Property investment opportunities in the USA have been widely marketed in the UK over the past few years. The international financial crises of 2008 had a particularly significant impact on wide sections of US real estate. A highly leveraged pre-crises market saw foreclosures abound both in the residential and commercial property markets and prices plummet. The 10-city US property index, probably the best gauge of the overall market dropped by around 30%, New York prices lost 20% and Las Vegas saw up to 60% wiped off the value of property. The former two indices are still 20% off their 2007 peaks and the latter 45%. Many investors, including private individuals from the UK, bought into the US property market at or near its bottom and have ridden the recovery to significant profit, both in terms of ROI from rental returns and capital gains.
There still appears to be plenty of potential upswing left in the US property market recovery. The property market is one of the most popular investment classes and one that, as a general rule, many private investors feel more at ease with than the stock market and other non-tangible financial instruments. People understand owning a piece of property and consider it to be a safe, reliable long term investment. And in most cases traditional property investment is just that. If investors avoid risky mortgage levels, the completion risk of off-plan acquisitions, buying near to or at the apex of a ‘bubble’ and stay safe in terms of location, property should be a good solid, income yielding investment. Property markets have their ups and downs but long term, in politically and economically stable countries, conservative property investments do not tend to go too wrong.
However, as with any investment there are pluses and minuses to traditional property investment. Buying a property, even a cheap one, is a significant financial commitment with or without a mortgage and at least a five figure cash sum will ordinarily be required as a starting point. The process also requires a significant time commitment both during the purchase process and in finding a tenant both initially and in terms ongoing management. This can of course be outsourced but at the cost of a significant chunk of the rental income, impacting ROI. All of these issues, and the general risk, are magnified significantly when buying property abroad, meaning that even if a particular international property market is of interest to investors the barriers to entry often put people off taking the leap.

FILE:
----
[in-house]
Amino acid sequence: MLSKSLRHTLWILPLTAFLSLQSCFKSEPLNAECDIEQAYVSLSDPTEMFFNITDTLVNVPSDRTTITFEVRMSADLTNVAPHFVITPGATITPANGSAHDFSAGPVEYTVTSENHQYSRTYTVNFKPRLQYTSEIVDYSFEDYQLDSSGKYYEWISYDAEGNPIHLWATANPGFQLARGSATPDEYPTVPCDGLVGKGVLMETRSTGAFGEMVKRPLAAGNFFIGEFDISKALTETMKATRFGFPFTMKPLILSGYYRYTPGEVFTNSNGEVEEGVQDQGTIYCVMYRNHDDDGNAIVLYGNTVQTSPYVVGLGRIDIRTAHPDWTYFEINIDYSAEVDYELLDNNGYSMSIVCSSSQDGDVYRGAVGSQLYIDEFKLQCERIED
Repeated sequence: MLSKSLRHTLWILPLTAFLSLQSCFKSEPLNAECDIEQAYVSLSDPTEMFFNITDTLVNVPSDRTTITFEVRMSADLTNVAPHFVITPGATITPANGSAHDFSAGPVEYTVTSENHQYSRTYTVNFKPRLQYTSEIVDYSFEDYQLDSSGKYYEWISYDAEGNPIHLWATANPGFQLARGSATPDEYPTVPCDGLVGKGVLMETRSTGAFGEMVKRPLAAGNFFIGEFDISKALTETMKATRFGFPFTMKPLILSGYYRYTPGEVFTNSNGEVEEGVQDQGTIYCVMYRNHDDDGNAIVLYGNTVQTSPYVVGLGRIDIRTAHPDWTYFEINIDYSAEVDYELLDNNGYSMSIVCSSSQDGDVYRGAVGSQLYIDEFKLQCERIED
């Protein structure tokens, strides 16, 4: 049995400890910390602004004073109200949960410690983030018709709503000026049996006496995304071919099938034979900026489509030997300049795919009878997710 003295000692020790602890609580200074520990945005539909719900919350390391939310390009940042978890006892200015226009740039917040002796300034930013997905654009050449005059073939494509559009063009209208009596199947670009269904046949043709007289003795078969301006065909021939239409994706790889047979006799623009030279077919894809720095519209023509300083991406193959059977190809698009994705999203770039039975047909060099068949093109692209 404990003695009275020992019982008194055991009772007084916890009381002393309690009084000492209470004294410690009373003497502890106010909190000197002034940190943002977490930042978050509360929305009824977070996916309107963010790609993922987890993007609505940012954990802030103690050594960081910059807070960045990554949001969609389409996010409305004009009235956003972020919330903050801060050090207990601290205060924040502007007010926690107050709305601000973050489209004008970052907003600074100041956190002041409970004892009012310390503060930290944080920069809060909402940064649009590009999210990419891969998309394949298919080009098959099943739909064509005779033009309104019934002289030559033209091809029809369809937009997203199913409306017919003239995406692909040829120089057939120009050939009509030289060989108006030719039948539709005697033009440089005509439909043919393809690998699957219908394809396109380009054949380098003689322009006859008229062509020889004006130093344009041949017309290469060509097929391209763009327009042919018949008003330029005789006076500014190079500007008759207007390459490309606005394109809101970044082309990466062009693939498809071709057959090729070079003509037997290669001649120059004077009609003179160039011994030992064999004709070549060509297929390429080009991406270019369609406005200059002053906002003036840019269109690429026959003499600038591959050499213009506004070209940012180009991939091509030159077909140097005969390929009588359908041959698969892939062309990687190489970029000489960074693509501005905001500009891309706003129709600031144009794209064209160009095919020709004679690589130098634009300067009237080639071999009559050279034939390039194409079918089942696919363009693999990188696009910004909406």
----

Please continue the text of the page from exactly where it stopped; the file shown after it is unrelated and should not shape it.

The new iShares US Real Estate ETF offers exposure to the US property market minus the requirement of either any hands-on commitment or larger sums. ETFs, or exchange traded funds, generally track indices which are made up of multiple firms in a particular industry, spreading the risk. As a result they even out the potential volatility of investing in the shares of one company and more closely mirror an industry sector as a whole.
The iShares ETF will track the MSCI USA IMI Liquid Real Estate Index made up of a wide selection of US REITs. REITs, or Real Estate Investment Trusts, own a portfolio of property, often commercial though there are also residential real estate REITs. REITs are required to invest a minimum of 75% in real estate assets and distribute at least 90% of taxable income to shareholders as dividends. The iShares MSCI Target US Real Estate UCITS ETF offers exposure to over 4000 properties across the US, including health care facilities, supermarkets and public storage and can be considered as a general play on the US real estate market. The MSCI USA IMI Liquid Real Estate Index is designed to limit volatility through a structure that give greater weighting to less volatile shares and also holding short-term, inflation-linked government bonds as a hedge against inflation. Although the ETF is listed on the London Stock Exchange, it is denominated in US dollars, which also means that the pound’s relative strength or weakness against the dollar will also impact ROI.
ETFs trade on stock exchanges in much the same way as the shares of a listed company, meaning that investors can buy into the ETF for as little as the price of a single share, which would currently be a little over $80. Investors can also sell holdings with the click of a button in the same way as selling normal company shares meaning ETFs are far more liquid than owning a piece of property in the traditional manner.
The downside to ETFs is that because they are structured to manage volatility and all property held by the REITs is actively managed, the returns will be unlikely to match those of a successful traditional property investment. However, over the past five years average returns from an investment in the index the iShares ETF tracks would have been 10.6%. Last year the index’s return was 4.1%. Another issue with ETFs is that because they are exchange traded, general stock market volatility will impact returns much more than with a traditional real estate investment.
Like any investment class or instrument ETFs have their strengths and weaknesses but when it comes to exposure to a particular property market abroad, they offer an accessible and comparatively lower risk, and certainly time commitment, to actually buying property abroad.